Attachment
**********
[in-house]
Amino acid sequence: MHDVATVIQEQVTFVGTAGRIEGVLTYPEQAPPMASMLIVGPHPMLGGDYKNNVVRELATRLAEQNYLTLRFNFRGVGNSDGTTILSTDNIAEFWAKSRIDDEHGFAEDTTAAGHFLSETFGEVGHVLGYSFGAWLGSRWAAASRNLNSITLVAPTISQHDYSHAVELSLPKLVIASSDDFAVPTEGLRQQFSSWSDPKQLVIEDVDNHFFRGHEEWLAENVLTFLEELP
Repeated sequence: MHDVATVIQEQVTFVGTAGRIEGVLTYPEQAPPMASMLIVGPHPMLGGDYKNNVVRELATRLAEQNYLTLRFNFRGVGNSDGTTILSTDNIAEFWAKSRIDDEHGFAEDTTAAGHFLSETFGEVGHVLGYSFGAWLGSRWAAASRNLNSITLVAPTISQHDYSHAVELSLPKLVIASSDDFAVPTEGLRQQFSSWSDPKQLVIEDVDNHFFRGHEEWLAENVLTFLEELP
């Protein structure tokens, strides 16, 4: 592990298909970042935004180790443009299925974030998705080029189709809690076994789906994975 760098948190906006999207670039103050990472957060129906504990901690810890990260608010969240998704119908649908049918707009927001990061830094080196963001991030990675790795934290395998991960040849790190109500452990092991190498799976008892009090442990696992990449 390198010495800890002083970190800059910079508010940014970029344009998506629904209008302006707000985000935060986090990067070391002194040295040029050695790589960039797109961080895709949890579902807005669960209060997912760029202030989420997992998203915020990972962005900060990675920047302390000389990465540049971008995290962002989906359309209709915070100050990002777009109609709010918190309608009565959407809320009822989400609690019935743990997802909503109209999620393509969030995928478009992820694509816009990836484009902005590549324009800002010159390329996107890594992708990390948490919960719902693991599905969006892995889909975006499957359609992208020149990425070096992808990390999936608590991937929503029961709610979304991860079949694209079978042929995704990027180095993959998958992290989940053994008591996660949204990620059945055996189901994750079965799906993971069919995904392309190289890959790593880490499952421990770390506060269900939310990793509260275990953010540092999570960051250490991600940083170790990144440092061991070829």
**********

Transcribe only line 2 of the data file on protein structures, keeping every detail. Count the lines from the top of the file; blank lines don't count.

Amino acid sequence: MHDVATVIQEQVTFVGTAGRIEGVLTYPEQAPPMASMLIVGPHPMLGGDYKNNVVRELATRLAEQNYLTLRFNFRGVGNSDGTTILSTDNIAEFWAKSRIDDEHGFAEDTTAAGHFLSETFGEVGHVLGYSFGAWLGSRWAAASRNLNSITLVAPTISQHDYSHAVELSLPKLVIASSDDFAVPTEGLRQQFSSWSDPKQLVIEDVDNHFFRGHEEWLAENVLTFLEELP